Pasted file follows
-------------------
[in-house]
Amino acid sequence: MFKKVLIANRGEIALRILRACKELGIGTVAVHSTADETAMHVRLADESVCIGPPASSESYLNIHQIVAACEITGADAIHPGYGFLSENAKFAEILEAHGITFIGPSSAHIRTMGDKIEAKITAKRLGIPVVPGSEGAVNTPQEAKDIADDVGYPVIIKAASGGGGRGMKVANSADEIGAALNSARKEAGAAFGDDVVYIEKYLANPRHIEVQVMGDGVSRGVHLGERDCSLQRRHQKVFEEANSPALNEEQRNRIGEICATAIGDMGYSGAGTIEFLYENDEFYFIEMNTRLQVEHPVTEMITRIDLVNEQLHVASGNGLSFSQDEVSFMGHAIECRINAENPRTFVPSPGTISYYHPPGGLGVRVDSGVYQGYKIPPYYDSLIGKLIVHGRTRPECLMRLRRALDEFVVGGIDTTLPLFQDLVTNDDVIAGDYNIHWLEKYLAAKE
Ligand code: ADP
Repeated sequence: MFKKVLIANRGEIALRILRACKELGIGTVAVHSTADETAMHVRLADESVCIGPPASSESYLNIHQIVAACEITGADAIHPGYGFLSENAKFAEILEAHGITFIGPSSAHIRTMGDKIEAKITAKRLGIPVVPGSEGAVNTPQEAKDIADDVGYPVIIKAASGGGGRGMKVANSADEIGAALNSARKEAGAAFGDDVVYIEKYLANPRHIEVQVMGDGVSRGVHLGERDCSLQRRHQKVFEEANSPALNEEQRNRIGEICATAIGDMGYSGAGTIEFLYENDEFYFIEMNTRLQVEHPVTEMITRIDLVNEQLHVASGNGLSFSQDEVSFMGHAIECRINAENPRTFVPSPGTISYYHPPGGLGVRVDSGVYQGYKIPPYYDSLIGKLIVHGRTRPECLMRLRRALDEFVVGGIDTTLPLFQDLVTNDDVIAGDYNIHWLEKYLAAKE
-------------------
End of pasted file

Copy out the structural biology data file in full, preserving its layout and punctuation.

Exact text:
[in-house]
Amino acid sequence: MFKKVLIANRGEIALRILRACKELGIGTVAVHSTADETAMHVRLADESVCIGPPASSESYLNIHQIVAACEITGADAIHPGYGFLSENAKFAEILEAHGITFIGPSSAHIRTMGDKIEAKITAKRLGIPVVPGSEGAVNTPQEAKDIADDVGYPVIIKAASGGGGRGMKVANSADEIGAALNSARKEAGAAFGDDVVYIEKYLANPRHIEVQVMGDGVSRGVHLGERDCSLQRRHQKVFEEANSPALNEEQRNRIGEICATAIGDMGYSGAGTIEFLYENDEFYFIEMNTRLQVEHPVTEMITRIDLVNEQLHVASGNGLSFSQDEVSFMGHAIECRINAENPRTFVPSPGTISYYHPPGGLGVRVDSGVYQGYKIPPYYDSLIGKLIVHGRTRPECLMRLRRALDEFVVGGIDTTLPLFQDLVTNDDVIAGDYNIHWLEKYLAAKE
Ligand code: ADP
Repeated sequence: MFKKVLIANRGEIALRILRACKELGIGTVAVHSTADETAMHVRLADESVCIGPPASSESYLNIHQIVAACEITGADAIHPGYGFLSENAKFAEILEAHGITFIGPSSAHIRTMGDKIEAKITAKRLGIPVVPGSEGAVNTPQEAKDIADDVGYPVIIKAASGGGGRGMKVANSADEIGAALNSARKEAGAAFGDDVVYIEKYLANPRHIEVQVMGDGVSRGVHLGERDCSLQRRHQKVFEEANSPALNEEQRNRIGEICATAIGDMGYSGAGTIEFLYENDEFYFIEMNTRLQVEHPVTEMITRIDLVNEQLHVASGNGLSFSQDEVSFMGHAIECRINAENPRTFVPSPGTISYYHPPGGLGVRVDSGVYQGYKIPPYYDSLIGKLIVHGRTRPECLMRLRRALDEFVVGGIDTTLPLFQDLVTNDDVIAGDYNIHWLEKYLAAKE